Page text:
PRE-ORDER ITEM : Expected January 1st 1970. This item will only be shipped to you on or after the official release date. Please note any orders containing pre-order items won't be shipped until all items are available, so please order this separately to avoid delays. Please remember that release dates are at the mercy of labels, distributors, and pressing plants and will change constantly.
FORTHCOMING ITEM : Expected January 1st 1970. Please click the 'EMAIL ME WHEN AVAILABLE' button to be notified when the item is in stock. Please remember that release dates are at the mercy of labels, distributors, and pressing plants and will change constantly.
Almost exactly ten years ago, Âme, the duo of Frank Wiedemann and Kristian Beyer, was officially born. The two artists had met a year earlier and began working on music not long after, homing in on a style of house that was classically informed yet totally modern, as inspired by jazz, funk and soul as it was by Detroit techno. It was the beginning of a musical project that would define the next decade of their lives, with dozens of records, countless performances around the world, and perhaps most importantly, the creation of a signature sound that would help define an era of electronic music.
Âme Live takes stock of everything that’s happened since then, connecting the dots between early records on Sonar Kollektiv, later works on Innervisions and still unreleased material. It also serves a much simpler purpose: documenting their exceptional live act. Âme started playing live in 2010, and in doing so devised one of the most idiosyncratic performances in club music today. Despite being limited to their own compositions, their live routine is at least as dynamic as their DJ sets: each performance is a vivid sequence of moods and styles, unhinged by genre and tempo and delivered with a kind of mad scientist intensity.
The new album is made up of the best recordings from the road, reedited in the studio and woven into a continuous mix. Taken as a whole, it has a way of transcending space and time, with the duo’s lithe productions forming a stage for South African folk lyrics (“Ku Kanjani”), Portugese spoken word (“Insomnia”) and the music of 70’s funk icon Roy Ayers (“Tarzan”), not to mention Âme classics like “Where We At” and the all-mighty “Rej.” Though it’s heavy on familiar tracks, each one takes on a distinct new character in live form (there’s also one entirely new production: the “Beatless Mix” of Gui Boratto’s “This Is Not the End”). For fans, it’s a fresh take on Âme’s celebrated oeuvre. For everyone else, it’s a perfect introduction to one of house music’s most imaginative duos.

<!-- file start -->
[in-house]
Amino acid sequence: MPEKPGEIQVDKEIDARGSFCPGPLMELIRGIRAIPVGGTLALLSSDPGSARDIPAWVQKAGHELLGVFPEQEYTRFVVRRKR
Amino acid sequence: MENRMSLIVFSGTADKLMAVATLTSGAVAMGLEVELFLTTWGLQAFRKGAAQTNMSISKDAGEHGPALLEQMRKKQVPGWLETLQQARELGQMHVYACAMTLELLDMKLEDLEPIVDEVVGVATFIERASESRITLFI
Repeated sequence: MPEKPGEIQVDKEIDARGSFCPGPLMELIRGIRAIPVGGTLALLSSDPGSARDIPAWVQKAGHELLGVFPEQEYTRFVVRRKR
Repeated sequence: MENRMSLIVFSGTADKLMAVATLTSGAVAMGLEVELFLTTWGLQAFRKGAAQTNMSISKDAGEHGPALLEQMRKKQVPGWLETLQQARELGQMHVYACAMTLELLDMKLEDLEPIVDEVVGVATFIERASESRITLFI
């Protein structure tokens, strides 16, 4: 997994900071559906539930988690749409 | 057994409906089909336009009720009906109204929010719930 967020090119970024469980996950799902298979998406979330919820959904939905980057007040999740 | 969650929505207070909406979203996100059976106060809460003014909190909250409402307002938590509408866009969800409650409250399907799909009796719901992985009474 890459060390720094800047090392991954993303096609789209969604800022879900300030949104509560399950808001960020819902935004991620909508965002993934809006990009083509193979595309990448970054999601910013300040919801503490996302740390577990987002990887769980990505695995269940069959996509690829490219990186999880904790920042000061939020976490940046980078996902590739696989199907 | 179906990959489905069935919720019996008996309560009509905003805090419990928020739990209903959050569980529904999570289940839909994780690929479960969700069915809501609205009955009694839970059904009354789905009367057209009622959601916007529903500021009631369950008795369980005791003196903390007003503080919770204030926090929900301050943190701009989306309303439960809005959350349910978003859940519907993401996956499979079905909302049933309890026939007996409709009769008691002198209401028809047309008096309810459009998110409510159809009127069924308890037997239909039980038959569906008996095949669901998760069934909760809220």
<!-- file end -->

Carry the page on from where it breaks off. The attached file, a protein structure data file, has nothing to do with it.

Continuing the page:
|1||Roy Ayers – Tarzan (Ame Remix)||Add to Playlist||Play|
|2||Ame & Amampondo – Ku Kanjani||Add to Playlist||Play|
|3||Ame – Nia||Add to Playlist||Play|
|4||Osunlade – Envision (Ame Remix)||Add to Playlist||Play|
|5||Ame – Enoi||Add to Playlist||Play|
|6||Unkle – Hold My Hand (Ame Remix)||Add to Playlist||Play|
|7||Henrik Schwarz/Ame/Dixon – D.P.O.M.B.||Add to Playlist||Play|
|8||Rodamaal – Insomnia (Ame Remix)||Add to Playlist||Play|
|9||Ame – Junggesellenmaschine||Add to Playlist||Play|
|10||Underworld – Crocodile (Ame Remix)||Add to Playlist||Play|
|11||Henrik Schwarz/Ame/Dixon – Where We At||Add to Playlist||Play|
|12||Ame – Rej||Add to Playlist||Play|
|13||Ame – Setsa||Add to Playlist||Play|
|14||Gui Boratto – This Is Not the End (Ame Beatless Mix)||Add to Playlist||Play|
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